Close Election Leaves Malaysian Premier's Fate Uncertain

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KUALA LUMPUR, Malaysia -- Though it held on to power in the election on Sunday, the governing National Front coalition suffered an important loss: for the first time in 44 years, it failed to win more than 50 percent of the popular vote. Analysts said it left Prime Minister Najib Razak's position far from secure.

Mr. Najib and his National Front coalition, which has governed Malaysia since independence in 1957, won 133 of the 222 seats in Parliament on Sunday, aided by favorably drawn district boundaries. News of the victory prompted Malaysian stocks to surge nearly 8 percent on Monday, and the country's currency, the ringgit, jumped in value.

Both had been depressed by signs that the National Front was in greater danger of losing power than ever before. As it was, the three-party opposition People's Alliance took seven seats from the National Front, extending the gains it made in the last election in 2008, when the Front lost the two-thirds majority that had allowed it to amend the Constitution at will. The 2008 vote hastened the resignation of Abdullah Ahmad Badawi as prime minister the next year, giving way to Mr. Najib.

The leader of the People's Alliance, Anwar Ibrahim, said Monday that the latest election was marred by fraud and that his coalition would challenge the results of some races.

Mr. Najib was sworn in for a five-year term on Monday at the National Palace, though analysts said the electoral victory did nothing to burnish his leadership mandate.

"The prime minister has been strategizing and campaigning for this day for many years," said Karim Raslan, a Malaysian newspaper columnist and political observer. "Many in the ruling elite will look at the results and ask, 'Is that all?' "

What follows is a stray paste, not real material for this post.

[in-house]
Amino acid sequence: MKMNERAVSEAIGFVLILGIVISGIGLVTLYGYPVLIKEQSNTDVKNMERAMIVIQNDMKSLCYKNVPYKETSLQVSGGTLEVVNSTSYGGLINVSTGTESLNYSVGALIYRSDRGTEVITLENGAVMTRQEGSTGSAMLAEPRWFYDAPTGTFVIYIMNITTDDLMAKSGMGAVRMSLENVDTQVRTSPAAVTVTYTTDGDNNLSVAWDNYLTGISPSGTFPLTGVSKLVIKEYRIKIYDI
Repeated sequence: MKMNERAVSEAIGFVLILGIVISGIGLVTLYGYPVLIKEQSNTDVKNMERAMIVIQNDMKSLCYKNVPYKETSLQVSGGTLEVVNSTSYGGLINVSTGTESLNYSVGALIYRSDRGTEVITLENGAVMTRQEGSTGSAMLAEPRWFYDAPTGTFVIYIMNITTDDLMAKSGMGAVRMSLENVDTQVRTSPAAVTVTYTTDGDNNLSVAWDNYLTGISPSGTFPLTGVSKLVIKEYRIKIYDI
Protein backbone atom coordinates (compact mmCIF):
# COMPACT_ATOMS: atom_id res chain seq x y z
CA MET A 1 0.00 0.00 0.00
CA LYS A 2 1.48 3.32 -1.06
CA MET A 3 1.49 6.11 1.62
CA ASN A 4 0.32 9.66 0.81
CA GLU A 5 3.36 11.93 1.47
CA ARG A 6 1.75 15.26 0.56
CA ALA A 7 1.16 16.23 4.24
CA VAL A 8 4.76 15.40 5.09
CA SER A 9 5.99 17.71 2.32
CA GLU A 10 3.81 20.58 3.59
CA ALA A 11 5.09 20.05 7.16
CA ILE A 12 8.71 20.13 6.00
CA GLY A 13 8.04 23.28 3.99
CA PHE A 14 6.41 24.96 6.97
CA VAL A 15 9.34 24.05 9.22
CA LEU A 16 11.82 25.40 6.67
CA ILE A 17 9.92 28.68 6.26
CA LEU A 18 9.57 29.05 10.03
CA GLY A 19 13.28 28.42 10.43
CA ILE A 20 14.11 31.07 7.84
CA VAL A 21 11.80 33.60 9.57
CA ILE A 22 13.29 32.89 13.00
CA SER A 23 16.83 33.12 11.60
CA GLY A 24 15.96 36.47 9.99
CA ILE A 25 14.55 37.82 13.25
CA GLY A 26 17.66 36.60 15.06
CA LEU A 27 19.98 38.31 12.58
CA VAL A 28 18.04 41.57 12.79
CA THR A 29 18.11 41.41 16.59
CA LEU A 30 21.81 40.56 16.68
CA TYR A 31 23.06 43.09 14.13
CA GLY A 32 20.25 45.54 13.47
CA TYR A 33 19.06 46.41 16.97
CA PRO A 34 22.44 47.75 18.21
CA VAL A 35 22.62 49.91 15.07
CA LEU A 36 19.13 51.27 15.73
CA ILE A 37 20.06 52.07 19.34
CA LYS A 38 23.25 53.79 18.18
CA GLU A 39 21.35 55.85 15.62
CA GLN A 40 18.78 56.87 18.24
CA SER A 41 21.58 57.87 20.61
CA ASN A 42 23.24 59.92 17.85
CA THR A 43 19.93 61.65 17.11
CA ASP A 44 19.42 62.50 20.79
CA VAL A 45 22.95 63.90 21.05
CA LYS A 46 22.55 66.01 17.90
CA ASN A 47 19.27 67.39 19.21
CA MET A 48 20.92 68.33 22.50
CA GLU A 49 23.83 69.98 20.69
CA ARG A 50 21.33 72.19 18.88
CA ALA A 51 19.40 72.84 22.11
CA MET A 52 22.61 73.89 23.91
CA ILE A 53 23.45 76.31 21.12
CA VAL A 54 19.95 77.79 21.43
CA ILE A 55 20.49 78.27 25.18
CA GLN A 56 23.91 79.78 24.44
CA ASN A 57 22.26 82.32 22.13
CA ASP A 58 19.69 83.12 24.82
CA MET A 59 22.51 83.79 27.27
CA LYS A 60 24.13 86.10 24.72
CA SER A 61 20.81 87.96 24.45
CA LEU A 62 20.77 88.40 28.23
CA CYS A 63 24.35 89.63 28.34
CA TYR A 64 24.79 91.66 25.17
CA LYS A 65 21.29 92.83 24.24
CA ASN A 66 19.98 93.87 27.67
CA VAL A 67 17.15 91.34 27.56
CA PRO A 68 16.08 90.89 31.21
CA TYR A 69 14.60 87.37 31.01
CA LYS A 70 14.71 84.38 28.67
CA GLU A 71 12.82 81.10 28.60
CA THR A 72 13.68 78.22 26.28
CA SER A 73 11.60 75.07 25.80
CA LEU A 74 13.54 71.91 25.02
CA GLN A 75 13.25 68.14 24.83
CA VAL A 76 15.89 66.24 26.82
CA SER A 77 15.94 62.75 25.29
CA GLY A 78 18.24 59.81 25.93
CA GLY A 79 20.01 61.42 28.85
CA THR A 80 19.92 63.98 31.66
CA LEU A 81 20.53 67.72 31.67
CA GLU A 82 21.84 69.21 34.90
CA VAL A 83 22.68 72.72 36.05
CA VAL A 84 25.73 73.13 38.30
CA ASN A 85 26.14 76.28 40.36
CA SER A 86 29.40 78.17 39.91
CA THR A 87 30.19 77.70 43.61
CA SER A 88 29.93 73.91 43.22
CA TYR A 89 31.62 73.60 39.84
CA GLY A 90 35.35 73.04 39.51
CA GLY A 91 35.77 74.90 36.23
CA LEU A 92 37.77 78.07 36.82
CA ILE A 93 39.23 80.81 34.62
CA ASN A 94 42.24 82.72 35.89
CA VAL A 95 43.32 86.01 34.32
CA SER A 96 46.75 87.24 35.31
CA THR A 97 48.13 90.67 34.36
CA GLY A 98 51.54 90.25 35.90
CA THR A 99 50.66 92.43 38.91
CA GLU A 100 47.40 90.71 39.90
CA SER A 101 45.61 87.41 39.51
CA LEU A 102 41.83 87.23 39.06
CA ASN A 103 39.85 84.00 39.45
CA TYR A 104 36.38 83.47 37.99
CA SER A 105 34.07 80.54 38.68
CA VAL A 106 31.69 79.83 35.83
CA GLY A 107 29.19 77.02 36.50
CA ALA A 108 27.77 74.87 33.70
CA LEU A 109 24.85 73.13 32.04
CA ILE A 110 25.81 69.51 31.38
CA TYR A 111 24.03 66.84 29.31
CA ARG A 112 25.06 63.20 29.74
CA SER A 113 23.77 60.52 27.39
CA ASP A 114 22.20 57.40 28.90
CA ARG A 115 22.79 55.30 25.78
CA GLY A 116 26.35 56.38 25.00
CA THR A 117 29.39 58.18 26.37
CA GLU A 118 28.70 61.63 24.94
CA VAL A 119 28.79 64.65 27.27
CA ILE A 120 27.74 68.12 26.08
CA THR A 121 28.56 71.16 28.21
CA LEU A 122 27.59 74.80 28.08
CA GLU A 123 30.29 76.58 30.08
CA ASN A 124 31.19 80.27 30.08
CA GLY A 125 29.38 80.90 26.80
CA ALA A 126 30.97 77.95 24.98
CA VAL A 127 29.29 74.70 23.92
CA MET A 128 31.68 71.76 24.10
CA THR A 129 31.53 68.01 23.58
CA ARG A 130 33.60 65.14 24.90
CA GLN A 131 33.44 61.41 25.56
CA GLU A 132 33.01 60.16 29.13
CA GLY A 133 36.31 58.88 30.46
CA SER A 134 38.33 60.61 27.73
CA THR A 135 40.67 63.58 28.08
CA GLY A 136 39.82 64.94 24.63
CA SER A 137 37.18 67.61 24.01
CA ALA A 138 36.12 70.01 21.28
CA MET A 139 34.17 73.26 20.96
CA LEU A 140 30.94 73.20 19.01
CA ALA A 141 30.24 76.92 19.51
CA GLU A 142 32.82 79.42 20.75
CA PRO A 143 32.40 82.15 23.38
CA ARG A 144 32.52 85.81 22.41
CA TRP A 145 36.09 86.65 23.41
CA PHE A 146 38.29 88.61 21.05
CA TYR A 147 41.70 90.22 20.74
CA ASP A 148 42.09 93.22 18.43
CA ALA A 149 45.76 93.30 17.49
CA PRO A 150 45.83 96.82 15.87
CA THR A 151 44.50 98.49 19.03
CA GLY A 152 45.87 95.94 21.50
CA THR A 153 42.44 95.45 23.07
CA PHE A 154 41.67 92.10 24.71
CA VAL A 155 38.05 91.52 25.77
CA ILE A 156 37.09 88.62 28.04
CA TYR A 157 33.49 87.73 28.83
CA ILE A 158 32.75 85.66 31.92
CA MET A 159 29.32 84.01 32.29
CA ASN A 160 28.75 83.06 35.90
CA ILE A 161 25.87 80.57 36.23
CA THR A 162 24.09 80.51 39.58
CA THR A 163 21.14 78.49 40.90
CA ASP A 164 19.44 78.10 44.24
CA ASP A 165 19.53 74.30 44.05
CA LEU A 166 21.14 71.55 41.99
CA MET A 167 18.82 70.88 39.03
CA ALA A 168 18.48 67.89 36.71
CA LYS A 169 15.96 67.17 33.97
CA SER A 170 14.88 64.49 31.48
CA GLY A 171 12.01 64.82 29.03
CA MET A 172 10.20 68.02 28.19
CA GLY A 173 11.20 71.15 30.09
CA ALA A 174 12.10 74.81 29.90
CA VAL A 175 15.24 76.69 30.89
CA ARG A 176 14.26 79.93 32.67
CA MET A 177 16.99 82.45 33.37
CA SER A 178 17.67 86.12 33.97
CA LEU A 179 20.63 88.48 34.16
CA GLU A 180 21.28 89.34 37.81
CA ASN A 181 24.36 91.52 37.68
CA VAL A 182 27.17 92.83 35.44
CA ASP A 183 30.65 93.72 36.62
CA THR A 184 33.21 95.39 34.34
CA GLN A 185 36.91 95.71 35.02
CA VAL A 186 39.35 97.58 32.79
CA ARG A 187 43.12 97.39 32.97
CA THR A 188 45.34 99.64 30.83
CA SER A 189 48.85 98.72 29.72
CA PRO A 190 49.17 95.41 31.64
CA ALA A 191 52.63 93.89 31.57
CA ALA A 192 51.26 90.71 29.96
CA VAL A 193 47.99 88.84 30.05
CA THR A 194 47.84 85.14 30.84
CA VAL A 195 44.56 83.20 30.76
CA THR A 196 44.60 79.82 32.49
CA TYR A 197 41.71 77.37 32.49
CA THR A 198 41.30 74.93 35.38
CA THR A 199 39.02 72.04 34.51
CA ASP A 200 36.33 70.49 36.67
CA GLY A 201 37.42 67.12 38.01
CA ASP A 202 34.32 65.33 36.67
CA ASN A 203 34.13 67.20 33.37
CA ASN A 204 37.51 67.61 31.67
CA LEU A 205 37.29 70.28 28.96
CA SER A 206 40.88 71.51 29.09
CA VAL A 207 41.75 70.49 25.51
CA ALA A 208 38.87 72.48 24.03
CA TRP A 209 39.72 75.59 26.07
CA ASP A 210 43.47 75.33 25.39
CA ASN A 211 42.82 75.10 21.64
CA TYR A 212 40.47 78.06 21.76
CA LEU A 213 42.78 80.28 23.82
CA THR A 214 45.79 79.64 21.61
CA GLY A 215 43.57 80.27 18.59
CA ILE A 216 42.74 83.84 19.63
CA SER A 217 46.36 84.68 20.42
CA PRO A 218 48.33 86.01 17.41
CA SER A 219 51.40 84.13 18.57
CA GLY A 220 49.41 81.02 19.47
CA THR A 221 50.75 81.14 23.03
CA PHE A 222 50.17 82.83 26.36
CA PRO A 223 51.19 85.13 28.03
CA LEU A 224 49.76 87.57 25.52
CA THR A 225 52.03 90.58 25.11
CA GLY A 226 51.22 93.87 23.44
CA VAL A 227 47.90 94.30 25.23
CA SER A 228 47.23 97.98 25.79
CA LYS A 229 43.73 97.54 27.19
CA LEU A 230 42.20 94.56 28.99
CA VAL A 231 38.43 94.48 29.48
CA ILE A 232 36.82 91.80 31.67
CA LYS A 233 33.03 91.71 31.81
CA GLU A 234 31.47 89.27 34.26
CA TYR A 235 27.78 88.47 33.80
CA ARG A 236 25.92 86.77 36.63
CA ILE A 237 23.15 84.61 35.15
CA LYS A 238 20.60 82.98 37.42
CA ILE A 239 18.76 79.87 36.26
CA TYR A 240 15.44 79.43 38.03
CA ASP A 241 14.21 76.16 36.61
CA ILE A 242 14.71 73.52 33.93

The huge turnout in the election -- 80 percent, a record -- broke along racial lines that analysts said would be troublesome for Mr. Najib. The country's Malay majority, concentrated in the countryside, voted for the governing coalition in greater numbers than in 2008. Chinese-Malaysian voters overwhelmingly backed the opposition, including the Democratic Action Party, which is dominated by ethnic Chinese.

Mr. Najib, 59, told reporters early on Monday that he had not expected that trend. But Lim Teck Ghee, head of the Center for Policy Initiatives in Kuala Lumpur, said the prime minister "needs to play to the Malay gallery even after the election has been won," to keep rivals at bay in his own party, the United Malays National Organization, which dominates the 13-member National Front.

Mr. Anwar, 65, the opposition leader, is a former deputy prime minister who was ousted from the organization in a 1998 party struggle and was later imprisoned. He said Monday that the People's Alliance would challenge the announced results in 30 to 40 races he said were tainted by fraud, and would begin holding rallies this week, calling for the ruling coalition to hand over power peacefully.

"We want the unique experience of transitions through elections, and not Tahrir Square," he said, referring to the mass protests in Cairo that brought down President Hosni Mubarak of Egypt in 2011.

"We have to give a clear message to Najib that there's a limit to people's patience, and never underestimate the capacity of people to move and demand," Mr. Anwar said. "After all, what are we demanding? We are demanding free and fair elections."

Opposition workers and independent election monitors have accused the government of a host of vote-rigging tactics, including stacking the election commission with partisans, marshaling foreign laborers to vote using illegal identity cards and marking the voters' fingers with supposedly indelible ink that could easily be wiped off.

"These reports have led us to question the legitimacy of some of the results," Ambiga Sreenevasan, head of the Coalition for Clean and Fair Elections, said Monday. The group demanded an investigation and called on the election commission to resign.


This article originally appeared in The New York Times.


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